October 1, 2022

Connecticut fertility clinic gives patient wrong embryos

Clinic fined for embryo mistake

A woman who sought treatment from a
prominent Connecticut fertility clinic received embryos belonging to a woman
with the same last name. The blunder occurred in April 2009 at the Center for Advanced Reproductive
Services
at the University of
Connecticut Health Center
. It will pay a US$3,000 fine for the
mix-up.

The lab technician apparently checked only
the last name on the container of embryos and removed the wrong ones from
frozen storage. The woman who received the embryos was informed of the error
within an hour and used a “morning after pill” to terminate the pregnancy. The
embryos belonged to a woman who had been out of treatment since 2006, but had
continued to store them at the centre. She was also informed of the error.

The centre said that this incident was the
first of its kind in its 24-year history. “Thousands of babies have been born
via The Center’s efforts without issue – and more than three million babies
have been born through IVF world wide – and mix ups remain exceedingly rare.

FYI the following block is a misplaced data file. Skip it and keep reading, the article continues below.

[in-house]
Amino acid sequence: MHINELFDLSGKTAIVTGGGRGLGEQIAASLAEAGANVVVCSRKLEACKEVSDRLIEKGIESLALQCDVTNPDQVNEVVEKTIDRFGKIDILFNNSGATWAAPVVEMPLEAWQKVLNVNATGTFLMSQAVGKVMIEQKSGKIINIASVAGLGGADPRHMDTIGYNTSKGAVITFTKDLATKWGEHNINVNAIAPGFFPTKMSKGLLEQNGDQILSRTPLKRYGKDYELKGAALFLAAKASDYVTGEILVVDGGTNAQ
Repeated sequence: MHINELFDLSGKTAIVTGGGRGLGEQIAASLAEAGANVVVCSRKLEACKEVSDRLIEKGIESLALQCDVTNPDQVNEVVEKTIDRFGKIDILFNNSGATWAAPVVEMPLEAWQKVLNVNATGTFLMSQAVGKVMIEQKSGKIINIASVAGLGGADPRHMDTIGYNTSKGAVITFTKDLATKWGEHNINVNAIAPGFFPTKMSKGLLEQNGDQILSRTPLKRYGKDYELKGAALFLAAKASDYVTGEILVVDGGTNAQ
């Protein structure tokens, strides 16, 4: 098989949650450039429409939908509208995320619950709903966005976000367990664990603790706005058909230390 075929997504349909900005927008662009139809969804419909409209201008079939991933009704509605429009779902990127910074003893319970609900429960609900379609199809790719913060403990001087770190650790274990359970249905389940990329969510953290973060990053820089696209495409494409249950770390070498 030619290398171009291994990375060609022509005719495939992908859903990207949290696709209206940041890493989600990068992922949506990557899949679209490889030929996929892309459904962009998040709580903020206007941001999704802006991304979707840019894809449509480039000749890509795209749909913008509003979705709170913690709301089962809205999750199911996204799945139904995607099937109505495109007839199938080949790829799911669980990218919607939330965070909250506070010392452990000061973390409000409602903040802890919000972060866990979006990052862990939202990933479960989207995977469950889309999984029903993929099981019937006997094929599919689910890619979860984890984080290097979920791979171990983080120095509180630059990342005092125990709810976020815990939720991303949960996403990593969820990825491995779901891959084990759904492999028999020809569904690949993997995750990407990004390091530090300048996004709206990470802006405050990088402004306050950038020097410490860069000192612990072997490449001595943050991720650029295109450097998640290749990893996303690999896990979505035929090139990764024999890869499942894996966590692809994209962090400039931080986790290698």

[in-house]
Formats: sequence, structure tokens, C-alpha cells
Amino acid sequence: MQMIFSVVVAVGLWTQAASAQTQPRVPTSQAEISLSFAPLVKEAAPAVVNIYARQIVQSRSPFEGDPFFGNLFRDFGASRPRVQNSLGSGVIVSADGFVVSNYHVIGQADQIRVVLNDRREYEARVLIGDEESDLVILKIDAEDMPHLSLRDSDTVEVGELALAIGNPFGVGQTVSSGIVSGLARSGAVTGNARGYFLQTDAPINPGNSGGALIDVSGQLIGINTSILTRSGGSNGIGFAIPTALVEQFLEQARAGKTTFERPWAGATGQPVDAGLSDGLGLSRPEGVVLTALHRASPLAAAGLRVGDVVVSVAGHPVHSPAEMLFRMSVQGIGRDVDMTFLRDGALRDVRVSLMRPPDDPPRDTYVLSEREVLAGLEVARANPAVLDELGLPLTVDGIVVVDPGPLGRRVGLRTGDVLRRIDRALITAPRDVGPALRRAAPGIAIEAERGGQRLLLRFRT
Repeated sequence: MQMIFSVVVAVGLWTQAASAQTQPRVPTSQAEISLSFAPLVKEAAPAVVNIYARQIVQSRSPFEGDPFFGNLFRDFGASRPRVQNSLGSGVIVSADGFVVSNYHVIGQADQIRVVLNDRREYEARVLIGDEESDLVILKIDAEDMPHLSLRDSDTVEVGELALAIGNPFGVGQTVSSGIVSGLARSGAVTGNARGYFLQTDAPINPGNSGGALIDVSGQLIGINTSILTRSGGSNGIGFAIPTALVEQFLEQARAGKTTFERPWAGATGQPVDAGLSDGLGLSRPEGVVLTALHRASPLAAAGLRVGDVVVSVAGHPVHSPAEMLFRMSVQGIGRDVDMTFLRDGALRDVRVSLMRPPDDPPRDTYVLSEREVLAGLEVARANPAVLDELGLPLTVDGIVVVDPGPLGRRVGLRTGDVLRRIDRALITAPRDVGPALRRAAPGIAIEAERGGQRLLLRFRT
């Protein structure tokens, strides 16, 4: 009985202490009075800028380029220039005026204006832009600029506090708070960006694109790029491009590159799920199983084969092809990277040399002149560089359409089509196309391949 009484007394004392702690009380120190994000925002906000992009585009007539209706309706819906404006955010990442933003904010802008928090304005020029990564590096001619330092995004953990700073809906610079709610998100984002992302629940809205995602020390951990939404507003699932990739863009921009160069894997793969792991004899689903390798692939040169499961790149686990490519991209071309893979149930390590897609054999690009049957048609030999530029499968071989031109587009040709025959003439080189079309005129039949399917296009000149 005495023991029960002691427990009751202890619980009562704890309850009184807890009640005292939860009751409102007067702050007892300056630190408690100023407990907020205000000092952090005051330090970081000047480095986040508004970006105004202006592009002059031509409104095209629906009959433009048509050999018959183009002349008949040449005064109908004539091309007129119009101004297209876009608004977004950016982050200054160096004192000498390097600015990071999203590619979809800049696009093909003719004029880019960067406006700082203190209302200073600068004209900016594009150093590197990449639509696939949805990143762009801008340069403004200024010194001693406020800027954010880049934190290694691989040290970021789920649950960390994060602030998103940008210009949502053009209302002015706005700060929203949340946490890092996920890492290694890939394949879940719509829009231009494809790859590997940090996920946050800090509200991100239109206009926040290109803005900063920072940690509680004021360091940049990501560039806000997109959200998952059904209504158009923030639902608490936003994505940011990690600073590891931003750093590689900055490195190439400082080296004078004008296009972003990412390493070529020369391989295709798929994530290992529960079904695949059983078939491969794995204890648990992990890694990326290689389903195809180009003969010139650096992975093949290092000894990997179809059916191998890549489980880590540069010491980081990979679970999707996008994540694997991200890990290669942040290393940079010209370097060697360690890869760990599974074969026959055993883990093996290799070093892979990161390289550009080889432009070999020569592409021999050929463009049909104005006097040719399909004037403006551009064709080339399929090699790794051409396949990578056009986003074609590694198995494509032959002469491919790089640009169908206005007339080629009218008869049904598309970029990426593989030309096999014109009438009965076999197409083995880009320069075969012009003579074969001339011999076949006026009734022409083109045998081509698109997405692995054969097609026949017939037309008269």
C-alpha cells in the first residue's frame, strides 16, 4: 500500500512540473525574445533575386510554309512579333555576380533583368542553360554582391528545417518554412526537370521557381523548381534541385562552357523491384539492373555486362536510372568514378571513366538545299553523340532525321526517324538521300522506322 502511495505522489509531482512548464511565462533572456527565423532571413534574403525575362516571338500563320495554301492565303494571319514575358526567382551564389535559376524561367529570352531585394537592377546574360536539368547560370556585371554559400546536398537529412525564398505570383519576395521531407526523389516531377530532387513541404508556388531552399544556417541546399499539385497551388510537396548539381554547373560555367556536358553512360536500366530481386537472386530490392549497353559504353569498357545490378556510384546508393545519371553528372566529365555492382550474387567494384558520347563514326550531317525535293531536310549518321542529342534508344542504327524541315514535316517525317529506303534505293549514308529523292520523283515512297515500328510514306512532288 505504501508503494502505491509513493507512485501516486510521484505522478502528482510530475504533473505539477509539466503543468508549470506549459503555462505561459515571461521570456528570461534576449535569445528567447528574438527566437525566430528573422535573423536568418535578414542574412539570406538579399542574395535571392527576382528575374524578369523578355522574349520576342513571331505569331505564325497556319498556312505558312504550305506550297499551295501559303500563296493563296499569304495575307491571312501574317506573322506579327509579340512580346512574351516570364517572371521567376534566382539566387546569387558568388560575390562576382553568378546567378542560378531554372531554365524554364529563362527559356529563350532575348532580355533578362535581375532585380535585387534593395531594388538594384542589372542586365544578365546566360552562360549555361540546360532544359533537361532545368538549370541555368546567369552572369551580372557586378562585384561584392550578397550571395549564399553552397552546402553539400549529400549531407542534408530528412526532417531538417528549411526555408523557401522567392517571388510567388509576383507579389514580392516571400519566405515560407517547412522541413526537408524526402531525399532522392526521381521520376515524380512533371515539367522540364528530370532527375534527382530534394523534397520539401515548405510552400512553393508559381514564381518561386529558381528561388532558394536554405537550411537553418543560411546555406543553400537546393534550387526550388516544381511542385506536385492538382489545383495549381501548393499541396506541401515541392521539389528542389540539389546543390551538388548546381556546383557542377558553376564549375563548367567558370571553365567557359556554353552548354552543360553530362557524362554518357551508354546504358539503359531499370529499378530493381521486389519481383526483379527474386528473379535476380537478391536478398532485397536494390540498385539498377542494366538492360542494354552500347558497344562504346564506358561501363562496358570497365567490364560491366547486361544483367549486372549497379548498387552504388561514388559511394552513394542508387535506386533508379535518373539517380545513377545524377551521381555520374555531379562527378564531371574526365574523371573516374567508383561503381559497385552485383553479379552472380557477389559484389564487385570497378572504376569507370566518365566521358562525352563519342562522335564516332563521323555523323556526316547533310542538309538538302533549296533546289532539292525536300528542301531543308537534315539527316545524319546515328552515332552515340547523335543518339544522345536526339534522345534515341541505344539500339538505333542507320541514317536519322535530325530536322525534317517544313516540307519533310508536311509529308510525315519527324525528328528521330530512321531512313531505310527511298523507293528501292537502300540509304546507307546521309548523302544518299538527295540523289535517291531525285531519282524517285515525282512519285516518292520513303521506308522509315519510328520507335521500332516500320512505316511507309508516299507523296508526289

Nevertheless, however uncommon they may be, each one is important and
emotionally difficult for patients and centers alike.”

The centre has agreed to have a consultant
review its laboratory policies and procedures. It will be required to provide
new training for employees on policies and procedures on securing frozen
embryos and verifying their ownership. ~ NBC
Connecticut, Jun 28



Jared Yee

Recent media coverage of a blood test for
Down’s syndrome suggests that children with the condition are being depicted as
non-persons. The Daily Mail, Britain’s second-largest newspaper, announced that
“A quick inexpensive blood test for Down’s syndrome that could save the lives
of hundreds of unborn babies each year is being developed by scientists”.
However, the main result of the test would to terminate hundreds of unborn
babies with Down’s syndrome.

The lives of unaffected babies could be considered
“saved” only in the sense that they would not be miscarried as a result of
invasive investigations to detect and destroy Down’s syndrome babies.

Despite the publicity given to this
preliminary report of research by Dutch scientists at the annual conference of
the European Society of Human Reproduction and Embryology, a successful test is
still several years away. Professor Stephen Robson, a spokesman for the Royal
College of Obstetrics and Gynaecology, described it as
the “holy grail” of pre-natal testing. ~ Daily
Mail, June 30

IVF